/ Scams

Win! Scam ads included in the Online Safety Bill

Thanks to Nadine Dorries for helping #stoponlinescams

Last month I, alongside thousands of you, called on the government to protect consumers from online scam advertising, one of the most common ways fraudsters target their victims online. Last night, it acted.

Yesterday DCMS announced that fraudulent paid-for advertising will be brought in scope of the Online Safety Bill.

This amendment will place a new legal duty on major social media sites and search engines to prevent paid-for fraudulent and scam adverts from appearing on their platforms. It represents a huge step forward in the fight to protect consumers against online scams, and wouldn’t have happened without your support.

As you’re aware, Which? has been consistently calling on the government to ensure the Bill tackles scam adverts, not just fraudulent user-generated content, since the draft legislation was published last year.

Only two weeks ago our digivan toured Westminster and Big Tech firms across London, featuring a range of voices including scam victims, MPs and campaigners, appealing to Culture Secretary Nadine Dorries to amend the Bill, while thousands of you either tweeted or sent a postcard calling for this change. I want to say thank you to those who took the time to do this.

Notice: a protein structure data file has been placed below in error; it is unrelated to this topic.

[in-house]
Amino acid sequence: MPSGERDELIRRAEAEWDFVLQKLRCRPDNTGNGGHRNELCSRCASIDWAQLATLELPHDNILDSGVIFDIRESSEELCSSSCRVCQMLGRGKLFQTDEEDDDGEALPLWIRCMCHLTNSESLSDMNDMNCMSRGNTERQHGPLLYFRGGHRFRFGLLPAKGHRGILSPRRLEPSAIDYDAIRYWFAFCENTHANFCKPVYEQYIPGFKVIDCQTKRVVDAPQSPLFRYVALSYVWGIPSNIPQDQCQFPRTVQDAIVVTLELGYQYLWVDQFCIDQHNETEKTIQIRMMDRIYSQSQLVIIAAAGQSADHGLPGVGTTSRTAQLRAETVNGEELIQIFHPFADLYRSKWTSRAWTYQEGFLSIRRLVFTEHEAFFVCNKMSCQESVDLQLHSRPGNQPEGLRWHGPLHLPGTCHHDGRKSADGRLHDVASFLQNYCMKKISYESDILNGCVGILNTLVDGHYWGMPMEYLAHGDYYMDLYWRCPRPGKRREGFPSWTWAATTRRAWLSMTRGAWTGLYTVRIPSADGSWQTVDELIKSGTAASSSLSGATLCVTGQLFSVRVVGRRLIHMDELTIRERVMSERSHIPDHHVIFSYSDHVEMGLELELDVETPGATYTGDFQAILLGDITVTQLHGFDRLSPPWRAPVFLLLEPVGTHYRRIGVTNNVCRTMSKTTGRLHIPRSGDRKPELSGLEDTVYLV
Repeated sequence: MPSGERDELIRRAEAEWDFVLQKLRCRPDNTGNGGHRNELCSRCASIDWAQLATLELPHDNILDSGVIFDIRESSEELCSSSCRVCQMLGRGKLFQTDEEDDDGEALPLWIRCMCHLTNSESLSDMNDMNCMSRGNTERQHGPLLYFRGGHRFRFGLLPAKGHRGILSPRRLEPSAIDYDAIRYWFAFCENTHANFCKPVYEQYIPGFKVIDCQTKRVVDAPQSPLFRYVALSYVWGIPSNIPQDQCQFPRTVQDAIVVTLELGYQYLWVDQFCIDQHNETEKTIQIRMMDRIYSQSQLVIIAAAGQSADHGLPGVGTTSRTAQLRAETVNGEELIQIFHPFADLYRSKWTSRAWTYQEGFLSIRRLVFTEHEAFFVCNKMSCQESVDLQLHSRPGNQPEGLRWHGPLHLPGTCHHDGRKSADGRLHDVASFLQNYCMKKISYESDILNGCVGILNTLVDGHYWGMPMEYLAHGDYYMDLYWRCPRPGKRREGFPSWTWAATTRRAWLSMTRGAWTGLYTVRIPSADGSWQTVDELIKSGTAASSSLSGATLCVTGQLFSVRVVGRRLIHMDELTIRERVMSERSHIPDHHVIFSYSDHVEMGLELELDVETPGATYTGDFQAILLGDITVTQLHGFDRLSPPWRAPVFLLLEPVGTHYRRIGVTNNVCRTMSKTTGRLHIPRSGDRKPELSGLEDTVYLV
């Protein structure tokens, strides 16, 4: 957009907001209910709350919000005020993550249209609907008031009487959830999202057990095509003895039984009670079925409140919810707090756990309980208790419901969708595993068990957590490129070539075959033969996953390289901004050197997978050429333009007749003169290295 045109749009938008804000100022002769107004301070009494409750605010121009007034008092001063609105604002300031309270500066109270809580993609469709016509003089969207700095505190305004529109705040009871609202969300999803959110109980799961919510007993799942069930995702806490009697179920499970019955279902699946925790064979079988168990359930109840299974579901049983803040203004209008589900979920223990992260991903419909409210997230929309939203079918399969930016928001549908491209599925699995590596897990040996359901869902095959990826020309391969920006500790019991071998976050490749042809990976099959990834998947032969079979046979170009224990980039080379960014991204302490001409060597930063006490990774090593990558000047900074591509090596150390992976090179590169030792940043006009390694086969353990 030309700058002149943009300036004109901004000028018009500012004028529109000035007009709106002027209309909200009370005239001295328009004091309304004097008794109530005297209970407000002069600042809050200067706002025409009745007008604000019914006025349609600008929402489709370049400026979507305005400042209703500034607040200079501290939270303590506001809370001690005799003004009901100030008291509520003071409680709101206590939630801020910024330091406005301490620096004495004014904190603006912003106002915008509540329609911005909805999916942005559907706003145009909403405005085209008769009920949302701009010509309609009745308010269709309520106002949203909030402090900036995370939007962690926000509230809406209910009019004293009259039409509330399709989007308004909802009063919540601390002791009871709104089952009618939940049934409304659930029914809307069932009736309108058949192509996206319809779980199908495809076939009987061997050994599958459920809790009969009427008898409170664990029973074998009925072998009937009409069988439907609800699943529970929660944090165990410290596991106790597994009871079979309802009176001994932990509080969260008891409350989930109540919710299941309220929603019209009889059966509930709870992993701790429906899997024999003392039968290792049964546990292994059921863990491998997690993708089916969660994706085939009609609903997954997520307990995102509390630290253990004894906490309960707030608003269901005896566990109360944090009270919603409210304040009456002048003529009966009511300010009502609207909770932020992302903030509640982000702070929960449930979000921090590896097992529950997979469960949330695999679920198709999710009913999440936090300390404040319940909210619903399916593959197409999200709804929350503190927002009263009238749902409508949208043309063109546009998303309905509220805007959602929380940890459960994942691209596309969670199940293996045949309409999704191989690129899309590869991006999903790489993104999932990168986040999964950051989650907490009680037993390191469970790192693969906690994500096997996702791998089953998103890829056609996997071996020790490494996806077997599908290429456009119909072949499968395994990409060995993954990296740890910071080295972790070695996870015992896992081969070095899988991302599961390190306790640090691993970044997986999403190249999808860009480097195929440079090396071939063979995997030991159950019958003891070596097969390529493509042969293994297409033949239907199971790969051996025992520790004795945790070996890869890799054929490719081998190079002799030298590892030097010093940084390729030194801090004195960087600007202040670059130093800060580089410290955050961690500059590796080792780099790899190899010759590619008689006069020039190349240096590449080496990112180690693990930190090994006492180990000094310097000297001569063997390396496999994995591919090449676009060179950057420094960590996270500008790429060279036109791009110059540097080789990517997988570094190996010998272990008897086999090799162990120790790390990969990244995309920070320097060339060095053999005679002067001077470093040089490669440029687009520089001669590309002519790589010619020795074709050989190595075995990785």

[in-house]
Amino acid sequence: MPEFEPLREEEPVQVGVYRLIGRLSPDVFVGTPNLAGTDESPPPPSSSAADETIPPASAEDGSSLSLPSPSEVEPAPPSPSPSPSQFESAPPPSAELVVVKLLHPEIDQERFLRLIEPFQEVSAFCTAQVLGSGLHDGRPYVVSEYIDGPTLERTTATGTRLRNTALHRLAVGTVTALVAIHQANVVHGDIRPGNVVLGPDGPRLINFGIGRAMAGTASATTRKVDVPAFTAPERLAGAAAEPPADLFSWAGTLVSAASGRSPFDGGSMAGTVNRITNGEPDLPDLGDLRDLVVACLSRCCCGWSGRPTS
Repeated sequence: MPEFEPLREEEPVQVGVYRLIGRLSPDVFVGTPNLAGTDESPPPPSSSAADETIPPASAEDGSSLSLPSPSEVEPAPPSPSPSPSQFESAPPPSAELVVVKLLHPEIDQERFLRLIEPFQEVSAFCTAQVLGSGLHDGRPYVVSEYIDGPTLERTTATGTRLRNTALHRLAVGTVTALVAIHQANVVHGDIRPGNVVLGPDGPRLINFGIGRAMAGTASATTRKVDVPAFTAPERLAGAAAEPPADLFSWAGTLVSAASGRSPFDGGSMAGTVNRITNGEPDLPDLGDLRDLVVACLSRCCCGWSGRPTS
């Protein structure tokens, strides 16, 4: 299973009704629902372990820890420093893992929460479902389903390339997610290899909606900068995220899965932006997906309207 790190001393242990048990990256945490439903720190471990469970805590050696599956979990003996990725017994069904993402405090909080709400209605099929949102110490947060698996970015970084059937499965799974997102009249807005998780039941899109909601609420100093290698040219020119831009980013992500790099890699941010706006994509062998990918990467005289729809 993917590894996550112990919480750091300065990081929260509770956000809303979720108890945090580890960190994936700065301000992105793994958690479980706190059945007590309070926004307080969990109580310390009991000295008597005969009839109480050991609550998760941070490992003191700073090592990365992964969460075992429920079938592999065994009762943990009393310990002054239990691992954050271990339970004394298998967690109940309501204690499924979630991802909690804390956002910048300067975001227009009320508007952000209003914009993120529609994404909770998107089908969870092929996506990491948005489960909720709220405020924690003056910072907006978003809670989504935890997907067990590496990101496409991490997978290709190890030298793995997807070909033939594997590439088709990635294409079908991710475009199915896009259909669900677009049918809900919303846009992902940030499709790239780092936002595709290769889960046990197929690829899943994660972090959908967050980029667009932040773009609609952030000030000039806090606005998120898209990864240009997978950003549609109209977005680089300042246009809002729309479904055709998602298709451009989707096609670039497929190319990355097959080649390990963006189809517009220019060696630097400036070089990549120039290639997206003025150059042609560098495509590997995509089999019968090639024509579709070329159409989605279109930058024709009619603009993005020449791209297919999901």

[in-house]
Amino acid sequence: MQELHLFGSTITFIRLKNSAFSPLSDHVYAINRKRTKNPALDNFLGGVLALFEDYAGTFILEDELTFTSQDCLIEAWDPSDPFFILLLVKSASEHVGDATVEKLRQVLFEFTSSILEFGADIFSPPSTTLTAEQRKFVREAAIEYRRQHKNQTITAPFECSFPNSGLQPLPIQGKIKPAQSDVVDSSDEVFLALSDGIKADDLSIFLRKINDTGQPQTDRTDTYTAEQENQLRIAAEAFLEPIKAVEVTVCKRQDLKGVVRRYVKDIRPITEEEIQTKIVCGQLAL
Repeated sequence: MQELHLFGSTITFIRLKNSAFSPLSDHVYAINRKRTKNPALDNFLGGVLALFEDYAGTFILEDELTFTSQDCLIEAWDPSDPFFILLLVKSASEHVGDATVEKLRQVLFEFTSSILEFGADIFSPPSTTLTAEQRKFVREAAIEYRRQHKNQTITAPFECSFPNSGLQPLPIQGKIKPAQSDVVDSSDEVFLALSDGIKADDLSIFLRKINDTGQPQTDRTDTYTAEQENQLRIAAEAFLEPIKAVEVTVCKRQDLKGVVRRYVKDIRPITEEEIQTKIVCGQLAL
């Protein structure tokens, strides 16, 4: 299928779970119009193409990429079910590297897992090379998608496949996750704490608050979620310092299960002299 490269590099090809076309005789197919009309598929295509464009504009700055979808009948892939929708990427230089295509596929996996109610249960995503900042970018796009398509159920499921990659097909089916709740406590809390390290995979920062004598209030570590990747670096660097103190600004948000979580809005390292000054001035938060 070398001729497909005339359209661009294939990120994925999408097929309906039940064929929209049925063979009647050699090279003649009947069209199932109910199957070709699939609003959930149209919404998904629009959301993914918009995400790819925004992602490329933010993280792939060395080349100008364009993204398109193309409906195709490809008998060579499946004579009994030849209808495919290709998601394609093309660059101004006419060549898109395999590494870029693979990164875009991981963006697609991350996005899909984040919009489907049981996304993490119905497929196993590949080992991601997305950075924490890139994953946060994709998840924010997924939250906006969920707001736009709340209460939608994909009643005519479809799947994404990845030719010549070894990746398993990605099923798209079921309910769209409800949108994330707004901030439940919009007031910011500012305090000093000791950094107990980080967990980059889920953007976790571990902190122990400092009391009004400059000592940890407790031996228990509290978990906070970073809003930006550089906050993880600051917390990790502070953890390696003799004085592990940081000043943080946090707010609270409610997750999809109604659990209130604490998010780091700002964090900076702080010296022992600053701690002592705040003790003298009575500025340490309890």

Speaking directly to Which? on Facebook and Twitter today, Nadine has confirmed she heard our calls, and hopes that amending the Bill to cover paid-for advertising will ‘stop fraudsters conning people out of their hard earned cash’. 

 

This amendment should make a huge difference to stemming the tide of fake and fraudulent ads on social media and search engines which cause devastating financial and emotional harm to innocent victims.

The Bill must now make sure the regulator has the support and resources it needs to hold companies to account, so that fraudsters are prevented from using adverts to lure unsuspecting victims.

I’d like to thank all of those who have supported our campaign so far, and who called on Nadine directly last month by sending a postcard or tweet. Getting the government to amend this legislation to ensure it addresses the range of scams that take place online has been no small feat, but yesterday’s announcement proves that our calls have been heard loud and clear. 

Comments
Colin Hayhurst says: